Indian nation divided over border fence
By Tim Gaynor
ALI JEGK, Arizona (Reuters) – Members of a traditional
Indian nation spanning the Arizona-Mexico border are divided
over plans to erect a fence to stop drug and human traffickers
driving over the desert from Mexico.
The U.S. Border Patrol is to start building a 75-mile
(120-km) vehicle barrier across the Tohono O’odham nation lands
abutting Mexico’s Sonora state as early as next month, as part
of a move to gain greater control over the porous border
Tribal authorities back the barrier, made of closely set
steel posts sunk in concrete. They hope it will stop cars and
trucks packed with marijuana and undocumented immigrants
streaming into their lands each night from Mexico.
But some traditionalists in the nation, whose name means
“People of the Desert,” call the barrier an affront to beliefs
centered on the natural world, and fear it heralds other
get-tough measures that may weaken ties to members in Mexico.
“It’s like somebody put a knife in your mother. The barrier
will be continually there, and you can’t pull it out,” said
activist Ofelia Rivas, who organizes the “O’odham Voice Against
the Wall” pressure group.
The nation of 25,000 members reaches up to Casa Grande in
the north, a few miles south of the state capital, Phoenix, and
stretches across the international line into Mexico, where some
members live in nine scattered communities.
They frequently use informal crossing points — sometimes
little more than gaps in the rusty barbed-wire border fence —
to visit relatives on either side and attend traditional
religious ceremonies marking the seasonal calendar.
“Our children and their children are never going to
understand what it used to be without a border there,” Rivas
said in a tiny hamlet of cinderblock and adobe homes on the
“From this point on, it’s never, ever going to change.”
Tribal authorities say the barrier is necessary to stop the
smugglers, who frequently duel with the Border Patrol in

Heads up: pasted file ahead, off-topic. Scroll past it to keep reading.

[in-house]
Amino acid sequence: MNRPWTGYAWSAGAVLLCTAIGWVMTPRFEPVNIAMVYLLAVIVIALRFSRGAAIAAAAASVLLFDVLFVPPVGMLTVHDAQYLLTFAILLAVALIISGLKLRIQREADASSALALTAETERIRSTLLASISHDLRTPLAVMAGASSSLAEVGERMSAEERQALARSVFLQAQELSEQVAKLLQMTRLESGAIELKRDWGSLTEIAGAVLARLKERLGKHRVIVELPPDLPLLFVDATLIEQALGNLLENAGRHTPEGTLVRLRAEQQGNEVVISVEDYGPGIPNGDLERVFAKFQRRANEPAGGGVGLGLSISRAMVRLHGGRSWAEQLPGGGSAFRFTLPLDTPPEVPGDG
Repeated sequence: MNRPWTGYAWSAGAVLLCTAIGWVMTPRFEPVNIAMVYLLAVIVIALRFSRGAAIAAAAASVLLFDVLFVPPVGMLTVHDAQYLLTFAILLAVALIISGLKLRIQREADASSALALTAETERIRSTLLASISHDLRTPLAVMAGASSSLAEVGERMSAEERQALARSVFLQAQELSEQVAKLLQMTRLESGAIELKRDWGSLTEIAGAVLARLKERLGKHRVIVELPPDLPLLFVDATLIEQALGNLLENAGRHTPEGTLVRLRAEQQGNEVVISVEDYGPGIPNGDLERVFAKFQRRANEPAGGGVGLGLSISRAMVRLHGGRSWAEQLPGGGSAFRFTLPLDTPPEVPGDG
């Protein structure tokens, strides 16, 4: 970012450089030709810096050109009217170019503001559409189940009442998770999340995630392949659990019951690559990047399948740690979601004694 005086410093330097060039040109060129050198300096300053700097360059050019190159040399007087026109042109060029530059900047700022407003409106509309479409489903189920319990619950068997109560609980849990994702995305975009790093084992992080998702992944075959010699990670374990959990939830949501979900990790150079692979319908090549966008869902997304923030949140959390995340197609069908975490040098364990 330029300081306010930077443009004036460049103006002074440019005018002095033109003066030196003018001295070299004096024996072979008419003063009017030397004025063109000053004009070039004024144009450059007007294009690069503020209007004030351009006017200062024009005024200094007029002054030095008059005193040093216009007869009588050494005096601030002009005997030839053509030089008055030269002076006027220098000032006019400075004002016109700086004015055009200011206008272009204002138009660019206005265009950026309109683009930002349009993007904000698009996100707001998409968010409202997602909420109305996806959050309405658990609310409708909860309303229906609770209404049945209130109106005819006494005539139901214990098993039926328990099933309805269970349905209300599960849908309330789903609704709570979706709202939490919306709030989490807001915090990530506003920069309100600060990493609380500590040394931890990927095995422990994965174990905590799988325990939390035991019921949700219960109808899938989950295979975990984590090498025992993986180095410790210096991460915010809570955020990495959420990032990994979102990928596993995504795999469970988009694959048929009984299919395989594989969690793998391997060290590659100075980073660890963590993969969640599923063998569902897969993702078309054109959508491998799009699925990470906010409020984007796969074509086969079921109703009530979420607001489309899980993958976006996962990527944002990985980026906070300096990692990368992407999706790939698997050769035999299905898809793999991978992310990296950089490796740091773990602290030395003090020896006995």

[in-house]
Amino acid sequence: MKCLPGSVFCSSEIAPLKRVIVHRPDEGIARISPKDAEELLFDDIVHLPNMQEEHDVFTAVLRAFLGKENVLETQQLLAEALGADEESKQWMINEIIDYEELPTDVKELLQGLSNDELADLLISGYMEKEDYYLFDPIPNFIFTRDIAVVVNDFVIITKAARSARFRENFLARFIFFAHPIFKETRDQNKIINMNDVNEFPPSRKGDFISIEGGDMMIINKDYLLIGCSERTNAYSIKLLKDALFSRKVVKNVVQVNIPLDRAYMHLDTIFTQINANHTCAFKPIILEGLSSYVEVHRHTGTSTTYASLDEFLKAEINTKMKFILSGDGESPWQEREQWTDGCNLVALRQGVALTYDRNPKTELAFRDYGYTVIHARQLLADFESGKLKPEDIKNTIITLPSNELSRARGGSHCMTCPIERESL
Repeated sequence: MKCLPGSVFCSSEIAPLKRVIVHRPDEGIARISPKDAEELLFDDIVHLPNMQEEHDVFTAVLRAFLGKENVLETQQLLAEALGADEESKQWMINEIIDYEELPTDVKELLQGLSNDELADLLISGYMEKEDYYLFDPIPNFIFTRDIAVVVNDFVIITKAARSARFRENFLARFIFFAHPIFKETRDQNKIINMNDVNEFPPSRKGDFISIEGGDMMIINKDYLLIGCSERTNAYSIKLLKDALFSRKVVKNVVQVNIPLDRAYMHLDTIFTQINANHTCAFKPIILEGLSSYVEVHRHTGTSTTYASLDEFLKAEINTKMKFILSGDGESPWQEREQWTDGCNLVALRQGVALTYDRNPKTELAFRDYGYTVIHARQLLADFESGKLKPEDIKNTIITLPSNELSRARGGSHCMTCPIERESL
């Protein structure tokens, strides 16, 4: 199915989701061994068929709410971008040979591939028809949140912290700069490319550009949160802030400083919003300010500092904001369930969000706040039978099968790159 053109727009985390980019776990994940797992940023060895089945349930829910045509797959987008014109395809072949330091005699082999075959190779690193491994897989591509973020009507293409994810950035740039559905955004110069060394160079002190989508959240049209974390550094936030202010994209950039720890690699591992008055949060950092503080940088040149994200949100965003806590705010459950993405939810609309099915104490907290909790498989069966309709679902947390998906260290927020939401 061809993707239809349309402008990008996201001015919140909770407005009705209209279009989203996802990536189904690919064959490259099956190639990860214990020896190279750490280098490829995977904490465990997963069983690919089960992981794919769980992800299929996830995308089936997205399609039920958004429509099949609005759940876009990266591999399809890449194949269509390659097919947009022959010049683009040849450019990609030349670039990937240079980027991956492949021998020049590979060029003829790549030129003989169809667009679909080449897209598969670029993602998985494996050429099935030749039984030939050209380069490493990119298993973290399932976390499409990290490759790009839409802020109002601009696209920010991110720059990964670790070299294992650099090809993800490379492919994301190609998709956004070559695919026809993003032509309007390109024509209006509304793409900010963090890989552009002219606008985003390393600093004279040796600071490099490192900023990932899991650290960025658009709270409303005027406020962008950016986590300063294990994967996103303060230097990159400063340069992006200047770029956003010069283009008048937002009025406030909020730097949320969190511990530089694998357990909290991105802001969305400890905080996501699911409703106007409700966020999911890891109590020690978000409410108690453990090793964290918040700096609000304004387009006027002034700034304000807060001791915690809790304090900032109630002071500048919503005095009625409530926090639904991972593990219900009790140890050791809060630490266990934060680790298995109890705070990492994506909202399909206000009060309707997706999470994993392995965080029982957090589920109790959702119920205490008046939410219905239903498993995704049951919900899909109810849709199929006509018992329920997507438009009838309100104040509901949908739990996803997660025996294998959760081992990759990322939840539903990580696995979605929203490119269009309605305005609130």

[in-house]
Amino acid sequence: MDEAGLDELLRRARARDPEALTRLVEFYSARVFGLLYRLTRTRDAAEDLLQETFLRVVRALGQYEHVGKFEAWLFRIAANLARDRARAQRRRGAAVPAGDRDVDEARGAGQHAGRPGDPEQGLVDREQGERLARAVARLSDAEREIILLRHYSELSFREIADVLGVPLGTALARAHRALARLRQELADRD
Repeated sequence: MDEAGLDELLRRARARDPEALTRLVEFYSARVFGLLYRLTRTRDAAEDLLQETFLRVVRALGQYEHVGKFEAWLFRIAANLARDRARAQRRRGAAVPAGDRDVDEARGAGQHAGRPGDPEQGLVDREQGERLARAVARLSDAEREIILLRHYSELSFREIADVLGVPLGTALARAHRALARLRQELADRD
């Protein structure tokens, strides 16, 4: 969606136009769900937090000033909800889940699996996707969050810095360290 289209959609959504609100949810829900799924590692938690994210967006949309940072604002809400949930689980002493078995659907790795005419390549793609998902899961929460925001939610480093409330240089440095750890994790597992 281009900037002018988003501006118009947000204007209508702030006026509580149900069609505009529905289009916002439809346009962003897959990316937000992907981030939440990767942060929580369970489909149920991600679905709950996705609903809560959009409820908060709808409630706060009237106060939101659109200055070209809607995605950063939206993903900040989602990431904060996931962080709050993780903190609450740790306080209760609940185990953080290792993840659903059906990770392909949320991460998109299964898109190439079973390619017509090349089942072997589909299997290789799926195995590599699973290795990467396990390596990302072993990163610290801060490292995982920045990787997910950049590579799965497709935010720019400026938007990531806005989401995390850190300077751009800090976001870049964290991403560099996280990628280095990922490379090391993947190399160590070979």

high-speed chases on back roads, and dump tons of trash
including clothing and water bottles on the tribe’s land.
Chairwoman Vivian Juan-Saunders said plans for building the
barrier were drawn up in consultation with the nation’s
government and would not affect tribal traditions.
“It will not prevent members from crossing the border on
foot, and will include three gates to allow them to continue to
cross with vehicles,” she said in a telephone interview.
The Border Patrol is also adamant that there are no plans
to build further barriers that would prevent people crossing on
foot through the tribe’s harsh, cactus-studded lands, or to
require members to obtain passports to do so.
At present tribal identity papers are sufficient to cross
the international line informally.
But some traditional Tohono O’odham fear that could change
with a drift toward tightening security along the 2,000-mile
(3,200-km) border that is gathering pace in Washington.
The U.S. Senate voted in May to build 370 miles of
triple-layered fencing against illegal incursions, while the
U.S. House of Representatives in December went further,
authorizing 700 miles of the barriers.
“Many people have no birth certificates as they were born
at home,” elder Margaret Garcia, 68, said as she sat just yards
from the dusty international line she first rolled over in a
horse and cart to attend ceremonies in Mexico as a girl.
“If we are ever required to get passports, it would be very
difficult for us.”